The self-proclaimed pro-Israel J Street lobby opened its nationwide conference this week, trying to survive a growing tide of American Jews who oppose its anti-Israeli government policies.
Speaking at the opening of its three-day conference this week in Washington, the group's director, Jeremy Ben-Ami, declared that J Street is “defining support for the creation of a Palestinian state as a core pro-Israel position.” He claimed wide backing for its policies despite the boycott of the conference by Michael Oren, the Israel Ambassador to Washington. Also absent were dozens of Congress members, concerned with the organization’s pro-Arab position and its opposition to tougher sanctions in Iran, which is trying to develop nuclear power while threatening to annihilate the Jewish State.
Ben-Ami brushed aside Oren’s boycott by simply declaring that the ambassador made “a serious mistake” because “we do love Israel [and] we do support Israel.”
Among J Street’s partners are the Brit Tzedek v’Shalom (Alliance for Peace and Justice), a group which backs “an end to Israel's occupation of land acquired during the 1967 war and an end to Palestinian terrorism." It campaigned three years ago with Americans for Peace Now to oppose the Palestinian Anti-Terrorism law.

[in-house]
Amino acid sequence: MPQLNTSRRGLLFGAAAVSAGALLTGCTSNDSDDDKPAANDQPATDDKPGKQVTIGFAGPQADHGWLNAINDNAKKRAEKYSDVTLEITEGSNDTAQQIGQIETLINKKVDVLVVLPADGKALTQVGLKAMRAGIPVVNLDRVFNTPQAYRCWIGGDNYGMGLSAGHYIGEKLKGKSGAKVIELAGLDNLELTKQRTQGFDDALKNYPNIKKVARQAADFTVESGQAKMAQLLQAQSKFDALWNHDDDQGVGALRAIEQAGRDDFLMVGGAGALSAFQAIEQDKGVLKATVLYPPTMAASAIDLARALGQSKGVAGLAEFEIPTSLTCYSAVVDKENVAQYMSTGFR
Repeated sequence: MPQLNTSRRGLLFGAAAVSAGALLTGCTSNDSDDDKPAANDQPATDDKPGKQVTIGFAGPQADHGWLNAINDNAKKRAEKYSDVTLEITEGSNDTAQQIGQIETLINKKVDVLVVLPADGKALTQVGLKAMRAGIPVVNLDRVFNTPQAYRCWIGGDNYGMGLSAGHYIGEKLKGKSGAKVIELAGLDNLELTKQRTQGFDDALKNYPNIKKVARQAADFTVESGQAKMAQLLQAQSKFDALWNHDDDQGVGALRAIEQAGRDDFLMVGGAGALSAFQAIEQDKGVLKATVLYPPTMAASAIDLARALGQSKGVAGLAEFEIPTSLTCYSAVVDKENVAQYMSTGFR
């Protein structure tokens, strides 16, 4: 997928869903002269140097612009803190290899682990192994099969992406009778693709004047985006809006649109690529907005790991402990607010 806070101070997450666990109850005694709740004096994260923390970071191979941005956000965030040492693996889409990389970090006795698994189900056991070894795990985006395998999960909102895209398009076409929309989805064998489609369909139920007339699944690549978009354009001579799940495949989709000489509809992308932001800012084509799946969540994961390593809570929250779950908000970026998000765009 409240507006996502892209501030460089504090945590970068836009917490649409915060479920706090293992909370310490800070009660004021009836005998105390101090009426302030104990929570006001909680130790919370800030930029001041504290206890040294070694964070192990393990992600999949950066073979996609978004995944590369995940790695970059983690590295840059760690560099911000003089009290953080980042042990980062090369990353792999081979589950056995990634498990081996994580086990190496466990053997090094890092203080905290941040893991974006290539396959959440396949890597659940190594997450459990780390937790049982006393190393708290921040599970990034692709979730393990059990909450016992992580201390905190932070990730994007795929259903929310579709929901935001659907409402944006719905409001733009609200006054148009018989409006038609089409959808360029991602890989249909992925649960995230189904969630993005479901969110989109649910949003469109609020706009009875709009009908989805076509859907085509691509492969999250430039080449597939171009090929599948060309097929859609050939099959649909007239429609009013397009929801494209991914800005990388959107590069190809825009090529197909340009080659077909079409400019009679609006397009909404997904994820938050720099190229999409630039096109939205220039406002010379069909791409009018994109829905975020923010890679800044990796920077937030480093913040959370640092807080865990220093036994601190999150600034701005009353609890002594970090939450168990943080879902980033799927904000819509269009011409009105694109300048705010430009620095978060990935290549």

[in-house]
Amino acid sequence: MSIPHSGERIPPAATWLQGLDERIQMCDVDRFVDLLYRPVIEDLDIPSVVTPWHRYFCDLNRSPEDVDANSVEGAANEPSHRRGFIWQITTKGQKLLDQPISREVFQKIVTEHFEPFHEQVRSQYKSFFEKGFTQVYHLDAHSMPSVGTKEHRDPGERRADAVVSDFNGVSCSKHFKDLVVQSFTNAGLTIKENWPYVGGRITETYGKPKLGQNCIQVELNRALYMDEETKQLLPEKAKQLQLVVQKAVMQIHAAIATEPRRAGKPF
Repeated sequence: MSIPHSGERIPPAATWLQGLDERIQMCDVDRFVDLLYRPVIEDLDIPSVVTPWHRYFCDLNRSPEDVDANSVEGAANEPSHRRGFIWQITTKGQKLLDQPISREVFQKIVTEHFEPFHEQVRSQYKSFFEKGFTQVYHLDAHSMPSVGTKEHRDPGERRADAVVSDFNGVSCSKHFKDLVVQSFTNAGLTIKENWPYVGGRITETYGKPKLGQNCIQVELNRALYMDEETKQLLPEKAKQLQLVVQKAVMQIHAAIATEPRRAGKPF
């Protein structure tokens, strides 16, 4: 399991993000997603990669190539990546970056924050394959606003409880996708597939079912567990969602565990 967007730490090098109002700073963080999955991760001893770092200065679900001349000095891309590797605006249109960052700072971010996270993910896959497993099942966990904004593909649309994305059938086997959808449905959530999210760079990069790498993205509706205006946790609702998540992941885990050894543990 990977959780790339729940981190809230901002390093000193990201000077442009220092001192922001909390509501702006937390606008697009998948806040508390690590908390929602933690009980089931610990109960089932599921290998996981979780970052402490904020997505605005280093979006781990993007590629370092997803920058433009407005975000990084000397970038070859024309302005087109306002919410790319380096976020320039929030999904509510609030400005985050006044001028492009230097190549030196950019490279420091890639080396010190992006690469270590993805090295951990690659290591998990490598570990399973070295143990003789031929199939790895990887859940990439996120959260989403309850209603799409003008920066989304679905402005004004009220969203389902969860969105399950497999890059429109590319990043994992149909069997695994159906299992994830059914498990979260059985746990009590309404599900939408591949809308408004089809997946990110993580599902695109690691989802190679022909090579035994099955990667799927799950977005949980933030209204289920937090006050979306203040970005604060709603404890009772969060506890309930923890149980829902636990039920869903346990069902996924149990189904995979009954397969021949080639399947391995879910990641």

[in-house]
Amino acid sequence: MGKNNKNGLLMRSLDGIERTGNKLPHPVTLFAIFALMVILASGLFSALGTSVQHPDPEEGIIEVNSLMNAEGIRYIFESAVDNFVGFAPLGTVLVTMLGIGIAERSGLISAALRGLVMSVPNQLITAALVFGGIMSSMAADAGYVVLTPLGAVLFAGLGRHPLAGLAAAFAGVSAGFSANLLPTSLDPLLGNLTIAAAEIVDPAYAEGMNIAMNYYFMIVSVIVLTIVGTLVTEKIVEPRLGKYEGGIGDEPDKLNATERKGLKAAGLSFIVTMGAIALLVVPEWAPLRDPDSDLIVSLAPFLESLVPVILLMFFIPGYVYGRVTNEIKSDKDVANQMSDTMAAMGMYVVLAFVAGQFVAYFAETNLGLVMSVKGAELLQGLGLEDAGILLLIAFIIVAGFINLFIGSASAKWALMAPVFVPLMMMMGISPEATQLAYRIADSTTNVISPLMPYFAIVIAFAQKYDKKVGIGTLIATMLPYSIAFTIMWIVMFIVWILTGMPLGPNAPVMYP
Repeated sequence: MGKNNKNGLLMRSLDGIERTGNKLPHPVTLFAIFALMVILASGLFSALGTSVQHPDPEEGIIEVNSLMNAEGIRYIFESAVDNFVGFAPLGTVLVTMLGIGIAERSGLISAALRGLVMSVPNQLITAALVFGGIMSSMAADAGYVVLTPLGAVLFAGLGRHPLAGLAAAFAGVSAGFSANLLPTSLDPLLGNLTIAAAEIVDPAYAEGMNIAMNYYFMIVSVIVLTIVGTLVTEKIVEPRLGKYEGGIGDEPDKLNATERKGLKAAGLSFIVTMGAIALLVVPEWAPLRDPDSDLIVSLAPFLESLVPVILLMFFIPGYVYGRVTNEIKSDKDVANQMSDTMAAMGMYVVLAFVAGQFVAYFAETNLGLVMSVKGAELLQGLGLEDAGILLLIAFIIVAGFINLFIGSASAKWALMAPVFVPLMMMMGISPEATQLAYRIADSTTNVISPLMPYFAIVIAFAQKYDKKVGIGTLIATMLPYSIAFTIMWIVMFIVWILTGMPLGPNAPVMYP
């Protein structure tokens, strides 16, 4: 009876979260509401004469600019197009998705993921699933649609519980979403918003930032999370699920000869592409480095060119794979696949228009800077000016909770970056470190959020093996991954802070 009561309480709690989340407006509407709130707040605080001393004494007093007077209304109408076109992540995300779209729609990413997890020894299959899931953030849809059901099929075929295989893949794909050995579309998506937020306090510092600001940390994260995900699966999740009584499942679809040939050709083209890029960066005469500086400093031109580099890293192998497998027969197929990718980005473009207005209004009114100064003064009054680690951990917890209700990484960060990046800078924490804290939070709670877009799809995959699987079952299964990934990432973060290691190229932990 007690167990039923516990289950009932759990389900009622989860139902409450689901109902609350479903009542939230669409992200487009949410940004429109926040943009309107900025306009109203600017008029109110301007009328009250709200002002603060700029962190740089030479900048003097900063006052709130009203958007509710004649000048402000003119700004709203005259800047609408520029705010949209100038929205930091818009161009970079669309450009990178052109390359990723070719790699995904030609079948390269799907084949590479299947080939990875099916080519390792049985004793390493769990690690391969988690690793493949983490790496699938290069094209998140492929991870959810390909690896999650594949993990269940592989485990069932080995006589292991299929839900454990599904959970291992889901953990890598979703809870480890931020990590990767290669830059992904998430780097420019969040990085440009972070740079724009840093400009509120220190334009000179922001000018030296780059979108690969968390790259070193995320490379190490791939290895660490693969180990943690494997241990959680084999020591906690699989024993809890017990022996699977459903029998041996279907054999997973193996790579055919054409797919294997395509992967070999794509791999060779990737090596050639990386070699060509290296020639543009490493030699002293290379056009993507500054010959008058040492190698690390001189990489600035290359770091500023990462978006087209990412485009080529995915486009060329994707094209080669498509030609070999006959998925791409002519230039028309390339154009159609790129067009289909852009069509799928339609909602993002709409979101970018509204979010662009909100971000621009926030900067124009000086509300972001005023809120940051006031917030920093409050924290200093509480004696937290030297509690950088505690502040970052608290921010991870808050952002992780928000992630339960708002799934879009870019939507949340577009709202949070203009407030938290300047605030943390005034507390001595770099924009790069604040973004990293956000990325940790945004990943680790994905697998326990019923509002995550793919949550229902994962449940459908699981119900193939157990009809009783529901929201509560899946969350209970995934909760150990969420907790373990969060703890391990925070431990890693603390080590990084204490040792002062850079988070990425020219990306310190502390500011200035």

The lobby, largely funded by billionaire George Soros, has gone on the defensive for its views, with its branch on universities officially dropping the claim that it is “pro-Israel."
Former Israel diplomat Lenny Ben-David, writing on his private blog last week, cited Ben-Ami’s having been a senior vice president for Fenton Communications, which signed a contract with a foundation in Qatar to lead an anti-Israeli campaign on American campuses.
“Did you sever your ties with Fenton when you began J Street?” Ben-David asked. “Do you retain any role or holdings in Fenton today? Did you play any role in introducing Fenton to the Qatari agents or play any role in facilitating the contract? Were you aware of the negotiations or the contract signed on March 12, 2009?”
Ben-Ami has not responded.
Ben-David also challenged J Street’s claim that “about five” of its donors are Muslims and Arabs. He wrote, “A partial listing quickly extracted from the U.S. Federal Election Commission shows more than 30 contributors, many with ties to Arab-American organizations.” Previous reports have stated that Arabs and Muslims contribute approximately 10 percent of J Street’s $3 million annual budget.
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